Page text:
Mind the signs

As a new school year begins, authorities remind drivers to watch their speed and refrain from using cell phones while in school zones.

Monday marks the start of a new school year for many students in area districts and with that in mind, police are reminding drivers to exercise caution in school zones.

While the flashing yellow lights surrounding schools have been turned off all summer, they’ll be lit up Monday, which, according to police, means drivers need to watch their speed and put down the cell phones.

“We have a low tolerance in school zones, I will tell you that,” said Gainesville Public Information Officer Sgt. Bobby Balthrop.

Balthrop said the posted speed limit in most school zones is 20 miles per hour and that he expects an increased amount of officers to patrol school zones as drivers re-adjust to lowered speed limits and increased congestion.

“I’m sure we will pick up efforts, especially in the beginning of the school year,” he said.

Gainesville ISD Superintendent Bill Gravitt said many parents like to drop off and pick up their children at the beginning of the school year, which amounts to more traffic.

Gainesville’s backlog hotspot, he said, is around Edison Elementary, where congestion from the drop-off zone can overflow into the street and up the block. Gravitt said parents rushing to get through the line have contributed to minor fender benders in the past.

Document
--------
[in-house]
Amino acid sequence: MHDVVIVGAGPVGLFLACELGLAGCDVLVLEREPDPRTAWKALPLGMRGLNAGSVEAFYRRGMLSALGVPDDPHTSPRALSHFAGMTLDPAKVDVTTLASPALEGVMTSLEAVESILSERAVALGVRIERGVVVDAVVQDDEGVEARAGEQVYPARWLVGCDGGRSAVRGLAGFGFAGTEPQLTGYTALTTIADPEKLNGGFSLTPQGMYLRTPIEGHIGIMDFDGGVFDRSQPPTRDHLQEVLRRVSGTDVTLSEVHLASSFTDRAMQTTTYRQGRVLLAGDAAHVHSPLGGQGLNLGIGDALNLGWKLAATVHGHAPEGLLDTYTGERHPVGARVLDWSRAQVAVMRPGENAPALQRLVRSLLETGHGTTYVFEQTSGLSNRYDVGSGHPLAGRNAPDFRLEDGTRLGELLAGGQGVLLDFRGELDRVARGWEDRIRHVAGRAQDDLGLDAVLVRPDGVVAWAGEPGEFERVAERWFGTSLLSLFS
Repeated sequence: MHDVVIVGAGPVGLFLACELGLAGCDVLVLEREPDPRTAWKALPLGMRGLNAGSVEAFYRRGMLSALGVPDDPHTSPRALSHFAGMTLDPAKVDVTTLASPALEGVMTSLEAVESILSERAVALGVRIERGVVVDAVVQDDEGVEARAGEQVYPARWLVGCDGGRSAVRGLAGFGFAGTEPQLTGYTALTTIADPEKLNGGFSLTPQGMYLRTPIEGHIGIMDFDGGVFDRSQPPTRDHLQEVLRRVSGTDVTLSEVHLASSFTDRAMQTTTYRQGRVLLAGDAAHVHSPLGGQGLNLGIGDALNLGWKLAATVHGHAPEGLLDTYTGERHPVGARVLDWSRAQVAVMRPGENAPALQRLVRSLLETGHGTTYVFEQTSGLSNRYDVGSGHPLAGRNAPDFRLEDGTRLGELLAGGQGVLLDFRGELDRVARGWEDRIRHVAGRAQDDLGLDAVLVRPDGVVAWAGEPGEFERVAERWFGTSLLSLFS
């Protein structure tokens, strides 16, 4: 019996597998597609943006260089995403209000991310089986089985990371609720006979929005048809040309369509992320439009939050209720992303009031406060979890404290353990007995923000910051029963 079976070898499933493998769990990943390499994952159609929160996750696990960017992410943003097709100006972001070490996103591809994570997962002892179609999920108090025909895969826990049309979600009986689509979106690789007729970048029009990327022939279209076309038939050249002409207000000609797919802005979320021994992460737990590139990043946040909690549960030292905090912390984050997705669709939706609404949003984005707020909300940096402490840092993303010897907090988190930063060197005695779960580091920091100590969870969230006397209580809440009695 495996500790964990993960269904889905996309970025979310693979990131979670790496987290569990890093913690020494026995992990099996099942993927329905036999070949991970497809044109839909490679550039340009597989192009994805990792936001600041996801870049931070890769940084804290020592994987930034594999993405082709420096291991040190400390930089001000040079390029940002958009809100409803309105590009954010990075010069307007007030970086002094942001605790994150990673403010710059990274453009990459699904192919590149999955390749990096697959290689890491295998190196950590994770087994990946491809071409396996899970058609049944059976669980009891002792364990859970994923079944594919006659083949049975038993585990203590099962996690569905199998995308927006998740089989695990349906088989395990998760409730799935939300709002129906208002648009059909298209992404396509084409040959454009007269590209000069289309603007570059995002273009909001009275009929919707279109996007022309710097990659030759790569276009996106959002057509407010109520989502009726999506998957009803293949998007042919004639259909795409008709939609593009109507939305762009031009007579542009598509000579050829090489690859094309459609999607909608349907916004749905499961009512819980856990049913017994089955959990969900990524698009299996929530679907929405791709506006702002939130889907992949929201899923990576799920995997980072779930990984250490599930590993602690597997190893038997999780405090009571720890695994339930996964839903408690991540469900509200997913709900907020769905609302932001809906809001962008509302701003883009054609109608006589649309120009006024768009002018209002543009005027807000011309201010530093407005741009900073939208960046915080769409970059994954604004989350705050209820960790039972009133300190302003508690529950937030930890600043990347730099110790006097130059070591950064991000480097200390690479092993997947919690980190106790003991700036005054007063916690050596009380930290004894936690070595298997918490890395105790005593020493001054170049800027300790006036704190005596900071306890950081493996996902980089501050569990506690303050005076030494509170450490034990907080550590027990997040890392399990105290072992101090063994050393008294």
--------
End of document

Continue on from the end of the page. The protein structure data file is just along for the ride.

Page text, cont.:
“Take your time to the point where you drop them off, and then drop them off,” Gravitt said. “Pay attention and slow down.”

Drivers in that area should also be aware of Edison’s crossing guard, who Gravitt reminds drivers they must obey.

“We’d sure like people to pay attention to what she tells them and we just want to really make sure none of the youngsters get hurt,” he said.

Since most students are heading to school around 7:30 a.m., and leaving around 3 p.m. on Gainesville’s campuses, drivers should be cautious throughout the day, but especially around these times.

“Make sure they’re watching out for children darting out,” Balthrop said.

Part of watching out, he added, is that cell phone use, as posted on school zone signs in Gainesville, is prohibited under state law.

Balthrop said this should come as no surprise to Gainesville residents since the city had the same ordinance before the law was passed.

Hanging up the phone and refraining from texting, Gravitt and Balthrop agreed, will prevent accidents and injuries to students.

“Anything that will reduce the distraction will increase the safety in those areas,” Balthrop said.

Gravitt also reminds drivers to use caution around school buses.

GISD transports about 1,800-1,900 students to and from school each day on its 25 buses and Gravitt said driver’s should watch for students crossing the street while boarding or exiting a bus.

“That’s probably the most dangerous time,” he said, adding that anytime a bus has flashing red lights and extends its stop sign, drivers should prepare to stop and keep back about 300-400 feet.

“The main thing people need to understand is they have to slow down,” he said.